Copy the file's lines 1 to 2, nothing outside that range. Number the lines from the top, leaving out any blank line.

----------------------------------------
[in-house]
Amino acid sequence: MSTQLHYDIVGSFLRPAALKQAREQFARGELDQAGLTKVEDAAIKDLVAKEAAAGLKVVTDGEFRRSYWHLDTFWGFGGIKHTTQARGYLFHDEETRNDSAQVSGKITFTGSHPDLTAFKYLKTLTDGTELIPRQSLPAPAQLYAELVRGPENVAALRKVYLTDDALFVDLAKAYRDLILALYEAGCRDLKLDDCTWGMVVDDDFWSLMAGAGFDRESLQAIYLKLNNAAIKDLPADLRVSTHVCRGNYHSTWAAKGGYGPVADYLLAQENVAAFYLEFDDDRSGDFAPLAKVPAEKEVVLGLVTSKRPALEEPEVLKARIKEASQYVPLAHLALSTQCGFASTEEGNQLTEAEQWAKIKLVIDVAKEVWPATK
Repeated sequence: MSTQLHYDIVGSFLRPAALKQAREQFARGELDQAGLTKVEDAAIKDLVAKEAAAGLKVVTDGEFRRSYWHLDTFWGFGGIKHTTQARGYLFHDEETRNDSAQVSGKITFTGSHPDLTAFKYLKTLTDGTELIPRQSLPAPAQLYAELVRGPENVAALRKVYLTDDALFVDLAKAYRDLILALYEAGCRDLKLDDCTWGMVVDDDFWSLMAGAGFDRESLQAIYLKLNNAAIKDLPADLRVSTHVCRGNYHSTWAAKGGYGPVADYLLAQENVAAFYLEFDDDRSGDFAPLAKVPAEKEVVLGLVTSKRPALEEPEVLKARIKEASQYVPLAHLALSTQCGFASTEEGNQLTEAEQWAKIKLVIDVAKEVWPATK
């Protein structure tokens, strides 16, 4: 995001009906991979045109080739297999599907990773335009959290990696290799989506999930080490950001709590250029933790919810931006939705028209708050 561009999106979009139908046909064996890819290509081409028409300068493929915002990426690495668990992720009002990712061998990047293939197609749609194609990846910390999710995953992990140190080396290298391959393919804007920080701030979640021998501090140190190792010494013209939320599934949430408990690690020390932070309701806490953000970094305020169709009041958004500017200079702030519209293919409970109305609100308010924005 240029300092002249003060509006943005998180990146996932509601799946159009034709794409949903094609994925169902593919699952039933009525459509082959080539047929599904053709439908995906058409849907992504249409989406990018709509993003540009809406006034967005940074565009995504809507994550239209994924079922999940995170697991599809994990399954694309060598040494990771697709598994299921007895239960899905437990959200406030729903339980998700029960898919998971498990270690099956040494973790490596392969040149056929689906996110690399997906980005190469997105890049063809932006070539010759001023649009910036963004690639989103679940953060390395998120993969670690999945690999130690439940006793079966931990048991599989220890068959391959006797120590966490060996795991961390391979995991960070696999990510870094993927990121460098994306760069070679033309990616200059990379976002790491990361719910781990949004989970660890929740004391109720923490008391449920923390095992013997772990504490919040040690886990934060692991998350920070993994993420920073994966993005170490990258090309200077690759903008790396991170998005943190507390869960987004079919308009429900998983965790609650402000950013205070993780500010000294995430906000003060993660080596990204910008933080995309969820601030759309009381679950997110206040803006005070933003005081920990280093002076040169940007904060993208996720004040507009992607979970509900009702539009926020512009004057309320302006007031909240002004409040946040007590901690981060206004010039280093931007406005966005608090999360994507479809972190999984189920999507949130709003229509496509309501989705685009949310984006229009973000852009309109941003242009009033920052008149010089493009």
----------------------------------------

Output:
[in-house]
Amino acid sequence: MSTQLHYDIVGSFLRPAALKQAREQFARGELDQAGLTKVEDAAIKDLVAKEAAAGLKVVTDGEFRRSYWHLDTFWGFGGIKHTTQARGYLFHDEETRNDSAQVSGKITFTGSHPDLTAFKYLKTLTDGTELIPRQSLPAPAQLYAELVRGPENVAALRKVYLTDDALFVDLAKAYRDLILALYEAGCRDLKLDDCTWGMVVDDDFWSLMAGAGFDRESLQAIYLKLNNAAIKDLPADLRVSTHVCRGNYHSTWAAKGGYGPVADYLLAQENVAAFYLEFDDDRSGDFAPLAKVPAEKEVVLGLVTSKRPALEEPEVLKARIKEASQYVPLAHLALSTQCGFASTEEGNQLTEAEQWAKIKLVIDVAKEVWPATK